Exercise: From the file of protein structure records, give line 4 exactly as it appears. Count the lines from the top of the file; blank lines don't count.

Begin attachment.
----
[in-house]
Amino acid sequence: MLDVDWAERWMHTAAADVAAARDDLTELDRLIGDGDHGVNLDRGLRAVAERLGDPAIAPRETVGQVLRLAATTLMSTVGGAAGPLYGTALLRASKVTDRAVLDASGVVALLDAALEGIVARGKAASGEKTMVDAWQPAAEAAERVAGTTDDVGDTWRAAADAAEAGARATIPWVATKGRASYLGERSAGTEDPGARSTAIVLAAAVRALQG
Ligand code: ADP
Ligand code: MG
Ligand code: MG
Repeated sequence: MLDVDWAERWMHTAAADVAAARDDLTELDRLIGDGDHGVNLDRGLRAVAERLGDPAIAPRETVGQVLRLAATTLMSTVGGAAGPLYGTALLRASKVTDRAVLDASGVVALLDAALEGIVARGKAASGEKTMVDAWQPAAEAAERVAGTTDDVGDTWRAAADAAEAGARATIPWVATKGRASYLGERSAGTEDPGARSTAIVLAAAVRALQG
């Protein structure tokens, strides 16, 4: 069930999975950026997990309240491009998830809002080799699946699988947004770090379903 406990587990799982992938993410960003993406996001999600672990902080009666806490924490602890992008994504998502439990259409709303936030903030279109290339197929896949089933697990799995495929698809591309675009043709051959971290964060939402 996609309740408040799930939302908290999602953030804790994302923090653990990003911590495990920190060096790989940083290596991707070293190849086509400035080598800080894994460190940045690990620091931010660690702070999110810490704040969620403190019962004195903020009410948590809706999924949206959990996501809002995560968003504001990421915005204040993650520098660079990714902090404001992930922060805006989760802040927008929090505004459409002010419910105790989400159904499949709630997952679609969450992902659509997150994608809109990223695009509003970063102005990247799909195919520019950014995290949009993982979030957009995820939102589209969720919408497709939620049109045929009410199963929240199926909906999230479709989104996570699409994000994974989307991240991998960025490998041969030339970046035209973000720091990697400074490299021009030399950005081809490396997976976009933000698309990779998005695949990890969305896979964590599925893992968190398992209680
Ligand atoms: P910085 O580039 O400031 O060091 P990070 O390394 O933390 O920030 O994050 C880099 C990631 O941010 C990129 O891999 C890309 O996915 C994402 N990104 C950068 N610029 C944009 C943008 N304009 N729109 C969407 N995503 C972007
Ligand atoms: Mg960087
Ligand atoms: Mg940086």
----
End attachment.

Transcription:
Ligand code: MG